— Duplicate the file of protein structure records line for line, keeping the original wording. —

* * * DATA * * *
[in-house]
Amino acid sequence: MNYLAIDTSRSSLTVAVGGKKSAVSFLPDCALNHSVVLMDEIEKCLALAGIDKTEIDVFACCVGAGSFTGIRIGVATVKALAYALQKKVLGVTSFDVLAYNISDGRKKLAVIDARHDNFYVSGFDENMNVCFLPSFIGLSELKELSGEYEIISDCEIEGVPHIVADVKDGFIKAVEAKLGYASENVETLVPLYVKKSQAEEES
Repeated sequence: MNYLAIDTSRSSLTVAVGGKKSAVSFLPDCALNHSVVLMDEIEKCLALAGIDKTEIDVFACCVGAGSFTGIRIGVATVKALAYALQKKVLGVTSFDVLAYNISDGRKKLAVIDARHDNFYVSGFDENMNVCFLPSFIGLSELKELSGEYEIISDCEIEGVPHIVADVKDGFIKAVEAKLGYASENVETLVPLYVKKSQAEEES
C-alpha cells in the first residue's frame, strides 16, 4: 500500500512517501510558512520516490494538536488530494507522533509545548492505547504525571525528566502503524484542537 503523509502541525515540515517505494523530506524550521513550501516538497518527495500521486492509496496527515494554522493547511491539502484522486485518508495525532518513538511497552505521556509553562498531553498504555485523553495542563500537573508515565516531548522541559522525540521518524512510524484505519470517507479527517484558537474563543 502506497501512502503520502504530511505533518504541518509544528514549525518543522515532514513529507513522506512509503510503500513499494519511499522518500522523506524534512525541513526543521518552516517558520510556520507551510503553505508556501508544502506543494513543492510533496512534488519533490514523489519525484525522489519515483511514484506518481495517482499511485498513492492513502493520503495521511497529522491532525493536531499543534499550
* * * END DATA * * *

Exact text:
[in-house]
Amino acid sequence: MNYLAIDTSRSSLTVAVGGKKSAVSFLPDCALNHSVVLMDEIEKCLALAGIDKTEIDVFACCVGAGSFTGIRIGVATVKALAYALQKKVLGVTSFDVLAYNISDGRKKLAVIDARHDNFYVSGFDENMNVCFLPSFIGLSELKELSGEYEIISDCEIEGVPHIVADVKDGFIKAVEAKLGYASENVETLVPLYVKKSQAEEES
Repeated sequence: MNYLAIDTSRSSLTVAVGGKKSAVSFLPDCALNHSVVLMDEIEKCLALAGIDKTEIDVFACCVGAGSFTGIRIGVATVKALAYALQKKVLGVTSFDVLAYNISDGRKKLAVIDARHDNFYVSGFDENMNVCFLPSFIGLSELKELSGEYEIISDCEIEGVPHIVADVKDGFIKAVEAKLGYASENVETLVPLYVKKSQAEEES
C-alpha cells in the first residue's frame, strides 16, 4: 500500500512517501510558512520516490494538536488530494507522533509545548492505547504525571525528566502503524484542537 503523509502541525515540515517505494523530506524550521513550501516538497518527495500521486492509496496527515494554522493547511491539502484522486485518508495525532518513538511497552505521556509553562498531553498504555485523553495542563500537573508515565516531548522541559522525540521518524512510524484505519470517507479527517484558537474563543 502506497501512502503520502504530511505533518504541518509544528514549525518543522515532514513529507513522506512509503510503500513499494519511499522518500522523506524534512525541513526543521518552516517558520510556520507551510503553505508556501508544502506543494513543492510533496512534488519533490514523489519525484525522489519515483511514484506518481495517482499511485498513492492513502493520503495521511497529522491532525493536531499543534499550